Sound visualised in 2500 flames

Using an array of 2500 flames, a Masters student in Denmark has created a stunning way to visualise sound.

(Screenshot by Michelle Starr/CNET Australia)

Using an array of 2500 flames, a Masters student in Denmark has created a stunning way to visualise sound.

Although we can't see sound — at least not without some help — it's still a physical phenomenon, producing waves of varying pressure in the air. There are a number of ways to turn them visible , but we've never seen any quite like this.

Sune Nielsen, a Masters student in physics and member of the Physics Show at Aarhus University, Denmark, has created what he calls the Pyro Board — an audio wave visualiser that uses flames to show the varying frequencies of sound.

It operates on the same principle as a Rubens' Tube. This is a tube of metal with a series of holes drilled along one side. Gas is fed into the tube at a controlled rate — much like a Bunsen burner — and the holes are lit, creating a series of flames. When you play a constant audio frequency through the tube, it creates a standing wave, which is replicated by the flames as fed by the air in the tube.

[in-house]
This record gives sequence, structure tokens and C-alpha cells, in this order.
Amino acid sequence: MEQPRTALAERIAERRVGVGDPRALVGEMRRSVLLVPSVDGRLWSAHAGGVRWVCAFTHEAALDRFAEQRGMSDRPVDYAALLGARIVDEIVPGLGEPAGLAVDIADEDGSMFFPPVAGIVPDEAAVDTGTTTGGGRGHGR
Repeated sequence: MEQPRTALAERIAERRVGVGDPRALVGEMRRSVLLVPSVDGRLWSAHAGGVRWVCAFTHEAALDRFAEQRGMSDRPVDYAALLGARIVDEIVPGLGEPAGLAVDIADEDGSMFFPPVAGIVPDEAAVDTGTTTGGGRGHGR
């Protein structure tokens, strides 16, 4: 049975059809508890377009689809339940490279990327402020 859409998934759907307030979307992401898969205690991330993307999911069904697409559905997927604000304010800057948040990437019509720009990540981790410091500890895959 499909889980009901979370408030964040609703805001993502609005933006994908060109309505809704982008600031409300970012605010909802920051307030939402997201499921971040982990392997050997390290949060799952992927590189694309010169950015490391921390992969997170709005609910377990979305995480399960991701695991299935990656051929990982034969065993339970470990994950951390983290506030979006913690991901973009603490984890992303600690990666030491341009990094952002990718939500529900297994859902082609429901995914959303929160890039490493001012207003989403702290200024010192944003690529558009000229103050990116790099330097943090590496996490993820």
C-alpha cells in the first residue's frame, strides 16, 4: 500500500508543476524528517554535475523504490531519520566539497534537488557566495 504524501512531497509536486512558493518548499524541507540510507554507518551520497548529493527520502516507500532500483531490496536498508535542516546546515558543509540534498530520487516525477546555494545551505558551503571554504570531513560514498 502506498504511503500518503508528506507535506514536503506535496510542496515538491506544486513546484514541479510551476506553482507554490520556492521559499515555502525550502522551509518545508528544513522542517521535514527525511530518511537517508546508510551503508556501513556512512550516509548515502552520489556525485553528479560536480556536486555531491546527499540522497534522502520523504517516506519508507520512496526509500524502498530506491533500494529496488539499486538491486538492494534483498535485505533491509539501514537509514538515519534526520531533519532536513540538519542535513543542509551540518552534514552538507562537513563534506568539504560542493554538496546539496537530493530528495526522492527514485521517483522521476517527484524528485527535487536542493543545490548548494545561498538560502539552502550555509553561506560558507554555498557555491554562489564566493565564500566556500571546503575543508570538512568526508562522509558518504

Now imagine a flat board drilled with 2500 holes — 50 per side — along the same principle. This is Nielsen's Pyro Board. When sound is fed into the box, the flames react, creating a stunning pyrotechnic display.

We don't recommend that you try this one at home, but it sure is tempting. The music starts at about 3:38 in the video below, and you can see more videos on the Physics Show YouTube page.

Via www.thisiscolossal.com

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About the author

Michelle Starr is the tiger force at the core of all things. She also writes about cool stuff and apps as CNET Australia's Crave editor. But mostly the tiger force thing.

 

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